The Unfinished Business of the ACA

This year, the Affordable Care Act (ACA) celebrated its 10th anniversary. While we join our peers in applauding this bedrock legislation ensuring greater access to healthcare for all, we know there’s still unfinished business to attend to: interoperability.

“Interoperability” is the ability of systems to interact with each other to share data so that a consumer is connected with as many benefits as possible in an efficient way. The original vision was that the ACA would not only connect people to healthcare coverage, it would also help people connect with the range of supports available that improve a person’s life, including food support. Somehow along the way, that important component was diluted. In 2009, Maryland Senator Barbara Mikulski asked Social Interest Solutions co-directors Claudia Page and Bobbi Wilbur to help write the “Health Information Technology Enrollment Standards and Protocols” section of the ACA. Mikulski knew SIS had deep technology and policy experience, and we were mission-driven to increase people’s connections to support—not just medical support. Section 1561 gives specific direction to develop interoperability between the health exchanges and enrollment and health and human services programs. “It’s really the unfinished business,” says Claudia. “It’s in the law, but yet to be realized.” Ten years in, we can recommit with a broad coalition of changemakers to make robust connections the norm.

Interoperable systems need to be intentionally designed from the outset—a truly interoperable system will streamline enrollment and eligibility processes. Interoperability will be built into the digital tools, written into policies, and enacted via procedures that agencies use. Put simply, if interoperability is achieved, one application will determine your eligibility for many programs and initiate enrollment when appropriate. Currently, when a person logs into the health care exchange system, their eligibility for either subsidized private insurance exchanges or Medicaid is determined. In an interoperable ACA, if they are determined eligible for Medicaid, their eligibility for SNAP (food assistance), WIC, TANF, and other support programs would also be completed. Once a person is deemed eligible for a program, the system will initiate enrollment.

Why now? Because it’s possible, and it’s sorely needed.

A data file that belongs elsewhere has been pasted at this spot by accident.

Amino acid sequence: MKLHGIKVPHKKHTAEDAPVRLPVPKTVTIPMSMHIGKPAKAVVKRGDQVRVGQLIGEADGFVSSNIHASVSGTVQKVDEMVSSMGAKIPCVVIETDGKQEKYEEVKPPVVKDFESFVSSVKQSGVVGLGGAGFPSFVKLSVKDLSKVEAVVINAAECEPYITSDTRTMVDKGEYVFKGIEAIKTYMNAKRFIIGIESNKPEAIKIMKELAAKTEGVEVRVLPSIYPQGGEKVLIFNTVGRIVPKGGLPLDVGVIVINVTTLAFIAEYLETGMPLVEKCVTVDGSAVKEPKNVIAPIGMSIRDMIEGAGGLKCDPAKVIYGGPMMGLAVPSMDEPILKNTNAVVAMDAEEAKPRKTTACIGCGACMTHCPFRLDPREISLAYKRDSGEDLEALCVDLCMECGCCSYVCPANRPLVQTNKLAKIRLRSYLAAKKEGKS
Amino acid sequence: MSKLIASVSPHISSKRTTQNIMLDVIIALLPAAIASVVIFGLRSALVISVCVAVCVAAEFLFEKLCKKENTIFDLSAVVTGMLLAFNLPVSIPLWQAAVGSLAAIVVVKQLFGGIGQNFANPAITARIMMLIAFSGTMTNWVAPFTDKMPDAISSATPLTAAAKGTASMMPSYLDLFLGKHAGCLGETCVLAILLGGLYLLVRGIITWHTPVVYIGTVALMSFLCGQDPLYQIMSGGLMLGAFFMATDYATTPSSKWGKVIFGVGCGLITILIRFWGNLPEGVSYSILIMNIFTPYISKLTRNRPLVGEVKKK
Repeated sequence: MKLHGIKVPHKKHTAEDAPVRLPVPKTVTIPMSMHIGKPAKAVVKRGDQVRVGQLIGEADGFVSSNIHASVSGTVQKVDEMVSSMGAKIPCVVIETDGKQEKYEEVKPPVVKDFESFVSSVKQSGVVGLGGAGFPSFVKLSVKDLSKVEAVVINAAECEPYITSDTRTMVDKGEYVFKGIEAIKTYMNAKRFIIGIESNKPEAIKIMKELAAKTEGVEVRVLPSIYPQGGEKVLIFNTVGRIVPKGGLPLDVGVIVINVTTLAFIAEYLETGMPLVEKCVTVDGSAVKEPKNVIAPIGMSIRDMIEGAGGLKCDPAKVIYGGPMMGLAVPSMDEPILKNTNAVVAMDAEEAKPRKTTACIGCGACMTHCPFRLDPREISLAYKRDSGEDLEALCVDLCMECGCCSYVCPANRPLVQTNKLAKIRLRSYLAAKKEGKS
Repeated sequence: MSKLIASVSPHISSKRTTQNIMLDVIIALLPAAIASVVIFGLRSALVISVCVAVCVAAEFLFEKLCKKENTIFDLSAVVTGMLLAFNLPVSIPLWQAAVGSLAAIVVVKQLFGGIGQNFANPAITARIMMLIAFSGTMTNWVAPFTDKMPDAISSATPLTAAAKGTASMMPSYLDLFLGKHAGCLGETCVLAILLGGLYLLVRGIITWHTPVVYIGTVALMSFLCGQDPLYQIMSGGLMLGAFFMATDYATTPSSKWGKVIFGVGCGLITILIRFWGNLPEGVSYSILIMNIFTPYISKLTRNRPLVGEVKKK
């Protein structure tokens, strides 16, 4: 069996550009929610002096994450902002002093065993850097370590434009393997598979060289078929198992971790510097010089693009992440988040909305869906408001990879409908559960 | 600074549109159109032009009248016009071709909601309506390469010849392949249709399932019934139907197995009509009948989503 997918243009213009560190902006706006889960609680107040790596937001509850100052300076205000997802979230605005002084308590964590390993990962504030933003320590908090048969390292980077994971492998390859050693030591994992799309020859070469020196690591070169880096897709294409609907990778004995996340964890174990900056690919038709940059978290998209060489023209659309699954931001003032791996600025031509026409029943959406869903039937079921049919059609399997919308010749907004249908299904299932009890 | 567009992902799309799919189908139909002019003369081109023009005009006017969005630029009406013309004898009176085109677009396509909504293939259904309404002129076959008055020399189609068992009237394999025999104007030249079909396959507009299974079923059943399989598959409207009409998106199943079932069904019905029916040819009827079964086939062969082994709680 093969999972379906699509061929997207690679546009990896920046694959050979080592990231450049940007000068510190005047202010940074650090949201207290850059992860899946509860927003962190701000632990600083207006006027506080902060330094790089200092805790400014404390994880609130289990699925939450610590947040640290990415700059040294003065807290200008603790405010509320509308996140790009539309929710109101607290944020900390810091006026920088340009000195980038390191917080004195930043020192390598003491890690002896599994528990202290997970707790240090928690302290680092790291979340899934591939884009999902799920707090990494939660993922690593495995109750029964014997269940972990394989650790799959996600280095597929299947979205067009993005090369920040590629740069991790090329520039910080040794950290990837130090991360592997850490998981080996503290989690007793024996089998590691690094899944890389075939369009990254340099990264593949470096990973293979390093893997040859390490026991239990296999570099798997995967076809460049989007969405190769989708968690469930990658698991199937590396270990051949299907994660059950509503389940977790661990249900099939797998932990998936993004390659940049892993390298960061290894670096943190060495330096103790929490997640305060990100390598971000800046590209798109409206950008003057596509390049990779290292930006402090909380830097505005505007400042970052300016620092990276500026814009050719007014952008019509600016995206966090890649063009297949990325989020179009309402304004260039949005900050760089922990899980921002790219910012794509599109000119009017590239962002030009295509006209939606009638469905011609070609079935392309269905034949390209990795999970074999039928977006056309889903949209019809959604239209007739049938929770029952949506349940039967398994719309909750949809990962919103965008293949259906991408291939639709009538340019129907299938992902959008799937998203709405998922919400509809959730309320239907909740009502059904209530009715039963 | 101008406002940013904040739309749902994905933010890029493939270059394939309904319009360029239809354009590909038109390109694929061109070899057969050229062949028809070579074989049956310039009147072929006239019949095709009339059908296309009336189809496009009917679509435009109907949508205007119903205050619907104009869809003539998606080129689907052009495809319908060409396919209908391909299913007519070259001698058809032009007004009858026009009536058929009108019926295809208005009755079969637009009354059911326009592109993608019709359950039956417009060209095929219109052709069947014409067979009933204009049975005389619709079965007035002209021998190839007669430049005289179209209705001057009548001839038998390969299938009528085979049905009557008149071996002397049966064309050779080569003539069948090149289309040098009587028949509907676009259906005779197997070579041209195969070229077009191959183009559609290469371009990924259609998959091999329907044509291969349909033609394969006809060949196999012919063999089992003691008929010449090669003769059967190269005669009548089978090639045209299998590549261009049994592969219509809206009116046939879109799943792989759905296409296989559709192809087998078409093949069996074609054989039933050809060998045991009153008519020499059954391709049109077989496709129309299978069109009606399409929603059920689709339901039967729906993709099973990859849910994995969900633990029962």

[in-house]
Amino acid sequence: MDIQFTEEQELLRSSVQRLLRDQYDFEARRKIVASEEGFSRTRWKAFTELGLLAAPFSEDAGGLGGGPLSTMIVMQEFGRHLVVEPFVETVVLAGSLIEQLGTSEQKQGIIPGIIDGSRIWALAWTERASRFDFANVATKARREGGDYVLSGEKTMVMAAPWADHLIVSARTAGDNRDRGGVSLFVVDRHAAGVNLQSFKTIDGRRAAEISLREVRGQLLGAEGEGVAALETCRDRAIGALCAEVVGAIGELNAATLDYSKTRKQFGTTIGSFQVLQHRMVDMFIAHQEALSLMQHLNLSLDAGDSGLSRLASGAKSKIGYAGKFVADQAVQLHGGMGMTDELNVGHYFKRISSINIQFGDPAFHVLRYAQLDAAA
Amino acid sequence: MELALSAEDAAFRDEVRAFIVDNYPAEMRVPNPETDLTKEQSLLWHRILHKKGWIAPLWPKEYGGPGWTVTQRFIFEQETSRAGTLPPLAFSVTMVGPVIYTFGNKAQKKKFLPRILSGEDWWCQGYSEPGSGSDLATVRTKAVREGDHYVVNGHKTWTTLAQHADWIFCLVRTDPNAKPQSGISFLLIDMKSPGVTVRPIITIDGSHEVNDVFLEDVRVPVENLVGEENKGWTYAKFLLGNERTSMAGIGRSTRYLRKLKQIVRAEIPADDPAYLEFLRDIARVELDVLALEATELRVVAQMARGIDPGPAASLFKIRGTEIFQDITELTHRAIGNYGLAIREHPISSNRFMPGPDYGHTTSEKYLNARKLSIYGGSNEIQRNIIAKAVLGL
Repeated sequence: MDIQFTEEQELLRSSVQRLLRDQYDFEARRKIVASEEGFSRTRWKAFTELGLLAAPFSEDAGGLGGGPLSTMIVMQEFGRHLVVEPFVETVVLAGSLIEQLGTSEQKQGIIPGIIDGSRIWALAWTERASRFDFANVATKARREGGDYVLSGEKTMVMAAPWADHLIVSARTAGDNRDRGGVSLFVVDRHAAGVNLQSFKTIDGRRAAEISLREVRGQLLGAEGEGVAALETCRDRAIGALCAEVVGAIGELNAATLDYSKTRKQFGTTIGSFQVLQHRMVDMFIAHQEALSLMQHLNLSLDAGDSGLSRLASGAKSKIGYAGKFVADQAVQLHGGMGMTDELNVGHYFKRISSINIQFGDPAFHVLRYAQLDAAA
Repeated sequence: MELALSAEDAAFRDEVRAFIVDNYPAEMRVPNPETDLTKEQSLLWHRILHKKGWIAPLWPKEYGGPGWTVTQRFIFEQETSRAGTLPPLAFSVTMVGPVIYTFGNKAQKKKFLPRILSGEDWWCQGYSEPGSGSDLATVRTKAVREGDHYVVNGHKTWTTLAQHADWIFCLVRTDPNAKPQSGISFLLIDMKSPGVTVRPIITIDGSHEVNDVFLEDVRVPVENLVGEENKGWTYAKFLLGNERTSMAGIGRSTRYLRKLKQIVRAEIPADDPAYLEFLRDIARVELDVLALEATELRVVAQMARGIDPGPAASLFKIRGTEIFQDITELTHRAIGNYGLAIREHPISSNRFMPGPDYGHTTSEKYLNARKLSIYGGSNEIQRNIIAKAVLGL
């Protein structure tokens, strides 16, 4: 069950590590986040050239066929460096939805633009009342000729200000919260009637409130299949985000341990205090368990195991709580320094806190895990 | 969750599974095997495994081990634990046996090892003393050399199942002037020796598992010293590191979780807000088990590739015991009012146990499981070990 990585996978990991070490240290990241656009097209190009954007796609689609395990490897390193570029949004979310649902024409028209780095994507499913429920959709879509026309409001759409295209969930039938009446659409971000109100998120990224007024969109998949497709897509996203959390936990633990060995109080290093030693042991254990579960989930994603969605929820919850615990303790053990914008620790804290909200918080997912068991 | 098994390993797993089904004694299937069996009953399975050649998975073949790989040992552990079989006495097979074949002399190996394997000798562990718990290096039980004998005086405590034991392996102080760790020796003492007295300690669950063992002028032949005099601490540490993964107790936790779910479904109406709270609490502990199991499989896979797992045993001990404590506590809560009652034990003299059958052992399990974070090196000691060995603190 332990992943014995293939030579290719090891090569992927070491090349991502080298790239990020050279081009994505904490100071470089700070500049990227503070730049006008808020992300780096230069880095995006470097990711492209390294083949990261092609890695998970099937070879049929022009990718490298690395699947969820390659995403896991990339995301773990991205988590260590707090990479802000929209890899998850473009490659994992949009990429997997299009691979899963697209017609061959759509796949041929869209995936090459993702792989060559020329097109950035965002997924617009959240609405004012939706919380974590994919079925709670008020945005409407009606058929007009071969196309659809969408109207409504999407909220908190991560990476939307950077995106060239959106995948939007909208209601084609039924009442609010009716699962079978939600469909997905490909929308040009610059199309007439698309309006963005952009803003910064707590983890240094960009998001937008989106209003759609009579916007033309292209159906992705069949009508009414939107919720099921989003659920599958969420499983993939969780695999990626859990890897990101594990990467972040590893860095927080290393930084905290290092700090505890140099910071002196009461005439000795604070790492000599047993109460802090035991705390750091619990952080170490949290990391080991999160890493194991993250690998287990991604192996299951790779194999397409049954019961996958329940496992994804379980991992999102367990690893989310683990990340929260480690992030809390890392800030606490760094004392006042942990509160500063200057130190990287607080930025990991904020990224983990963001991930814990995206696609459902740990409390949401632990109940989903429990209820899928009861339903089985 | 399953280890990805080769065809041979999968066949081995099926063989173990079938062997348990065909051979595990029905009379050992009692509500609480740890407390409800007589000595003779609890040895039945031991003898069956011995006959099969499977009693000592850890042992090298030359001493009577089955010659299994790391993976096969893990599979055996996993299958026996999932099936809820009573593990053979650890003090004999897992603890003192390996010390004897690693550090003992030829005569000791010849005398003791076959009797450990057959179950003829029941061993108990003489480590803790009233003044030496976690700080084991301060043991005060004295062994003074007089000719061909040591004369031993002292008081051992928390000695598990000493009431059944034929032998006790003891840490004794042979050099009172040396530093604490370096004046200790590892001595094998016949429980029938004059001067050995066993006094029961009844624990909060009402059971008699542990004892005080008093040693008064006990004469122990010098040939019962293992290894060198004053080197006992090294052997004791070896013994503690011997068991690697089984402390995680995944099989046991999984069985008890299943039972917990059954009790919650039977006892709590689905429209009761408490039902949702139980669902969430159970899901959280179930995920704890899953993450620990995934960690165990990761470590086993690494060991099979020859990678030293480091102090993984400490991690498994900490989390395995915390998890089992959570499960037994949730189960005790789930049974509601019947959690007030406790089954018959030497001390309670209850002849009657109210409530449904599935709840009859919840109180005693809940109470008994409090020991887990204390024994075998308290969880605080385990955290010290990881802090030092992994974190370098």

The initial technology challenges of the ACA have, for the most part, been resolved and stabilized. The governance procedures to administer the ACA are established in each state, and many states have recently expanded Medicaid coverage. As we continue to rework the way medical coverage functions in our country, can we harness what’s already available within the law to integrate eligibility and enrollment between systems? It may be challenging, but it’s certainly possible. Many states share data between programs in some basic ways, but the intent behind interoperability in the ACA was more comprehensive; our solutions are focused on integration of needs that are addressed through one efficient pathway to support. We remain committed to working with partners to finish this unfinished business because too many people who are eligible for and need support aren’t getting them.

Why is this so important? Let’s take California as an example.

If robust interoperable protocols had been implemented as outlined by Section 1561, many food-insecure people in California (who are also likely eligible for or enrolled in MediCal) would have had a direct pipeline to automatic eligibility and enrollment when they applied for MediCal or CHIP. The California Food Policy Advocates estimate that 83% of low-income children living in Sonoma and Napa Counties experience food insecurity. There are more than 11 million people enrolled in Medicaid and CHIP in California (MediCal), but only slightly more than 4 million people enrolled in SNAP (CalFresh) programs.

The enrollment pathways for federally funded support programs should be connected. We know implementing an integrated system and interoperability pathways pose a big challenge—it will require resource investments, system changes, and tenacity to figure it out. SIS Senior Policy Analyst Khaliyl Lane’s recent paper, Maximizing Linkages, highlights some case studies of how it can work and pathways that are available between programs. As we continue to fine-tune, expand, and transform the way people apply for and receive healthcare coverage in every state of the U.S. we hope that interoperability can grow from the letter of the law into an inter-connected network of support that is offered when people need it most.

We’d like to know: what do you think of as the “unfinished business” of the ACA? Share your thoughts in the comments or via Twitter.

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